If you haven't cursed at coals, singed lots of hair, blackened your face or inhaled the equivalent of a warehouse of cigarettes, you're a namby-pamby backyard gas-griller, and much to flawless to be any fun to hang with. No sauce stains adorn those creased jeans. Gassy guys even grill in their favorite Tommy Bahama shirt. I call them patio men.
We have a Honda Civic Hybrid so I figure I get carbon credits for all of smoking I do each summer.
The weather has been unseasonably warm this past week in Southern California, so I broke out the barbecue a bit early. Break in would be the more operative words. My last barbecue bit the "planned obsolescence" dust after last season - two years and a goner. Maintenance might have had something to do with it.
For Christmas I had wife PJ buy me Weber's new "The Performer", about $300 at Barbecue's Galore. It had sat assembled in the garage since then, mocking me. I actually rolled it out two weekends ago, just to break it in, but was foiled. The Performer uses charcoal but is engineered to use small propane canisters, which when engaged allows a regular old button to be pressed, which then shoots a flame into the bottom of the basin, where you stack the charcoal. Brilliant.
The manual states that it takes both 14.1 oz. or 16.4 oz. propane cylinders. Wrong. I already had the green, squatty 16.4 oz. size in the garage. Screwing is usually pretty easy for guys. My green, squatty canister refused to engage, either clockwise or counter-clockwise. (Expletive deleted) I jumped in my car and drove to that Galore place. The sales guy on the floor was the one who sold me the Weber at Christmas. I handed him my propane canister and asked him to screw it in. It didn't. He took one off the shelf and tried. No go. This flummoxed him greatly since he was selling a lot of The Performer, to say nothing about how I was feeling.
What are the odds that the manufacturer messed up two products, mine and the floor model? Some days we will take those odds. He mentioned something about a blue, smaller, skinnier canister. The following week I picked one up at Ace Hardware, took it home and tried screwing again. No connection. Screwed again. (Expletive deleted) I headed to the Galore place. With the gouging gas prices, this Weber was becoming a costlier purchase. This time a different sales guy was on duty. He took the blue boy and after several initial tries, finally got the sucker to screw in. I drove home, and girded myself with more patience, but still checked the neighor's backyard to see if there were any children in earshot. Several tries later - Houston, we have CONTACT! New stuff shouldn't be such a pain in the ass.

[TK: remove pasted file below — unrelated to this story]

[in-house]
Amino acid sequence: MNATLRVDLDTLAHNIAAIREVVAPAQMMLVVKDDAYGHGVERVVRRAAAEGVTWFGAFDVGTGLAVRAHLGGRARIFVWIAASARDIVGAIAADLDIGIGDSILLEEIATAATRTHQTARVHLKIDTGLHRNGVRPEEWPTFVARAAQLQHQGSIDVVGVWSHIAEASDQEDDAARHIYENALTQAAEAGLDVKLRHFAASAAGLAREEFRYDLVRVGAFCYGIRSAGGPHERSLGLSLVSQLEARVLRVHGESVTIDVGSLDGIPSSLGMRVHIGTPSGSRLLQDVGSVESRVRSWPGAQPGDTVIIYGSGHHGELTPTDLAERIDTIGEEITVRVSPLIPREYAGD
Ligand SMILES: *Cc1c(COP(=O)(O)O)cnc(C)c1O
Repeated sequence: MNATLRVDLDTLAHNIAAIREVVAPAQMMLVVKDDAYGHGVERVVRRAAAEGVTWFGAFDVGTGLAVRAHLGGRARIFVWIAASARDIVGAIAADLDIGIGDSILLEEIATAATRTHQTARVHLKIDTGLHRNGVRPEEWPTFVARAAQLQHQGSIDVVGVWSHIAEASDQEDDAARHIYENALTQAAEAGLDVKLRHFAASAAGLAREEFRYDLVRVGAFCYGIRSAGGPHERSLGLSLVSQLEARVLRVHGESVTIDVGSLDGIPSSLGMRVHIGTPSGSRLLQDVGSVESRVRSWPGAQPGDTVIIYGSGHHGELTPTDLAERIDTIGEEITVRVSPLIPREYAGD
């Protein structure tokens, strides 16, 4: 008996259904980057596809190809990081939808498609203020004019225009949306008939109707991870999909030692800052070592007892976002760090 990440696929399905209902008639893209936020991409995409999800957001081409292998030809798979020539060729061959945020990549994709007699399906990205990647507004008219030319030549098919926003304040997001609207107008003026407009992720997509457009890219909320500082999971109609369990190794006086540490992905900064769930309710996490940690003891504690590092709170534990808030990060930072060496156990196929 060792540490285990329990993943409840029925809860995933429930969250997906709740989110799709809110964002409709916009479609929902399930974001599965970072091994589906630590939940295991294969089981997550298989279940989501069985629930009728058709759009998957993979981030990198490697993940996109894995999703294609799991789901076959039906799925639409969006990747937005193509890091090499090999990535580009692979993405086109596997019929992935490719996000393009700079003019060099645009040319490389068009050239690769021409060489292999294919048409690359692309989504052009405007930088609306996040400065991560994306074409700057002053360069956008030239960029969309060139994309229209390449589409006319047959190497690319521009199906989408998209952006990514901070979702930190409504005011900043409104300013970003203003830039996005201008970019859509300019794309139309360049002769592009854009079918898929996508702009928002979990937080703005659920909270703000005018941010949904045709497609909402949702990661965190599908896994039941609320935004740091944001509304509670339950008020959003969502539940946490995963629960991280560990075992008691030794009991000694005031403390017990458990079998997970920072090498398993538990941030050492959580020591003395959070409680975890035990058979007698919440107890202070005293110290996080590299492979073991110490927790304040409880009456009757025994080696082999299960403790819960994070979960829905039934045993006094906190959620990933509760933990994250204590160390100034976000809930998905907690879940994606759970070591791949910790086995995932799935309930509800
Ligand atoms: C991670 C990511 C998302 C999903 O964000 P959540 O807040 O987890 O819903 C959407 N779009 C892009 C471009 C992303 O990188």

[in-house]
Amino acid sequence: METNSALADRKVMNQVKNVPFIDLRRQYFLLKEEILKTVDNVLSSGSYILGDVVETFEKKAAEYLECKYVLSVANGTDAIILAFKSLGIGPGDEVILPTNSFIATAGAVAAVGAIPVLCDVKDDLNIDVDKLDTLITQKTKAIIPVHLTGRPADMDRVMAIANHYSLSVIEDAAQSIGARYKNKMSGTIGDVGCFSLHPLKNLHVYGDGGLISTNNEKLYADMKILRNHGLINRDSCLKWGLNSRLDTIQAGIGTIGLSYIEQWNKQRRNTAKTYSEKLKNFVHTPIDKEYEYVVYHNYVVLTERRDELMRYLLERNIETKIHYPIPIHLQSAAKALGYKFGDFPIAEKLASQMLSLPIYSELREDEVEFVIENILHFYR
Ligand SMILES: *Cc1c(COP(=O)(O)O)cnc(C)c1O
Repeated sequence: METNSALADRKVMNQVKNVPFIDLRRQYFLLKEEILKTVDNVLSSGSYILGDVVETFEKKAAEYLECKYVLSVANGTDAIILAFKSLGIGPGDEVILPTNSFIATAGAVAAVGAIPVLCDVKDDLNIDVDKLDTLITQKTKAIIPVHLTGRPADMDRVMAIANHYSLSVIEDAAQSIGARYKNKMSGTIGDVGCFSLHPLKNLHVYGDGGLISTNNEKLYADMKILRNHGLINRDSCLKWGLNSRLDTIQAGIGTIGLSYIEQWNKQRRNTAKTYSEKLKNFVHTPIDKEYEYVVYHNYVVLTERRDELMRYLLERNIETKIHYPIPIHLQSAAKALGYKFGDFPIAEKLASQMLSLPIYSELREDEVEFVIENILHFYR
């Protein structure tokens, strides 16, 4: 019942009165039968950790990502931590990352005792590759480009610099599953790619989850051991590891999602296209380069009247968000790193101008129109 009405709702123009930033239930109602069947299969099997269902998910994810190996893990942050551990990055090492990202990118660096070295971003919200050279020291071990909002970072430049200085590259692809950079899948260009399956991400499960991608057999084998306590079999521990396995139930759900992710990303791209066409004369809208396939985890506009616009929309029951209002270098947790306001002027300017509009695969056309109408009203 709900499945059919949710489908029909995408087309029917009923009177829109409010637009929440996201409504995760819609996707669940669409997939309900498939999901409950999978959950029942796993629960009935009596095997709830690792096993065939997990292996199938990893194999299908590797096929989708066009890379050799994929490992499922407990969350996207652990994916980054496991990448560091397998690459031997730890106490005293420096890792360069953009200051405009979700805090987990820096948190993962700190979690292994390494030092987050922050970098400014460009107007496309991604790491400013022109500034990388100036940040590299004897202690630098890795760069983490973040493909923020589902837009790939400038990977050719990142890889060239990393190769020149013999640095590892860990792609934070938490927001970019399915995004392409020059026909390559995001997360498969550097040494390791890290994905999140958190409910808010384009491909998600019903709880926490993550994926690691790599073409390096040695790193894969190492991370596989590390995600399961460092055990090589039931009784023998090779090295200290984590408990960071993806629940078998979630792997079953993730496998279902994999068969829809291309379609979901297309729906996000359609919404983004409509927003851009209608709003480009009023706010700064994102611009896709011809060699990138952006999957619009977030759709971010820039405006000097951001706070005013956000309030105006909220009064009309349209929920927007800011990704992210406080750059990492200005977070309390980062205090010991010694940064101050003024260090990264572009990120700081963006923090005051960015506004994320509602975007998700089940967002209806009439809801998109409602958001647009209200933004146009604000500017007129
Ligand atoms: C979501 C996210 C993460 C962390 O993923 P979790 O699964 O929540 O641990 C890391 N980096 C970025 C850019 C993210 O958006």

The trial dinner was a huge success. The lump coal lit almost instantly. (I am beginning to prefer lump, though some pieces can be like a lump of log.) I didn't use wood chips this first trial - that would have been pushing my luck. I barbecued Ribeyes (served them with deep-fried shallots), barbecued corn-on-the-cob (with a garlic/basil/butter sauce), and barbecued artichokes.
I had never prepared artichokes on the barbecue before. I clipped this recipe from a Bristol Farms' newspaper ad and adapted it some.
1. Steam the artichokes the way you would regularly for 45-50 minutes until fork tender. I used a combo of chicken broth and water, a quarter cup of white wine, and
1-2 tablespoons of olive oil. (If I'm not using the barbecue I also use a lemon, halved, 2-3 garlic cloves, several parsley sprigs, and a bay leaf.)
2. Meanwhile combine a quarter cup of balsamic vinegar, quarter cup of extra-virgin olive oil, and two minced garlic cloves in a large plastic sealable bag (when a recipe calls for mincing, I use my garlic press).
3. Allow the chokes to cool a bit, then cut in half, lengthwise, and scrape out the fuzzy centers. Don't touch those hearts! That's the filet of the choke.
4. Place the chokes in the bag and shake to coat.
5. Drain the chokes, season with salt and pepper and grill on the barbecue over high heat about five minutes, center side down, and then three minutes on the outsides.
6. Serve with a favorite choke dip. This recipe called for mayonnaise, lemon zest, lemon juice, chopped basil, smoked paprika and salt and pepper.
This is the way I will do chokes this summer, though I will vary the dips. This dip was great, but we have several we love.
The best part - I didn't have any flare-ups, barbecue or language. Must have been the Syrah.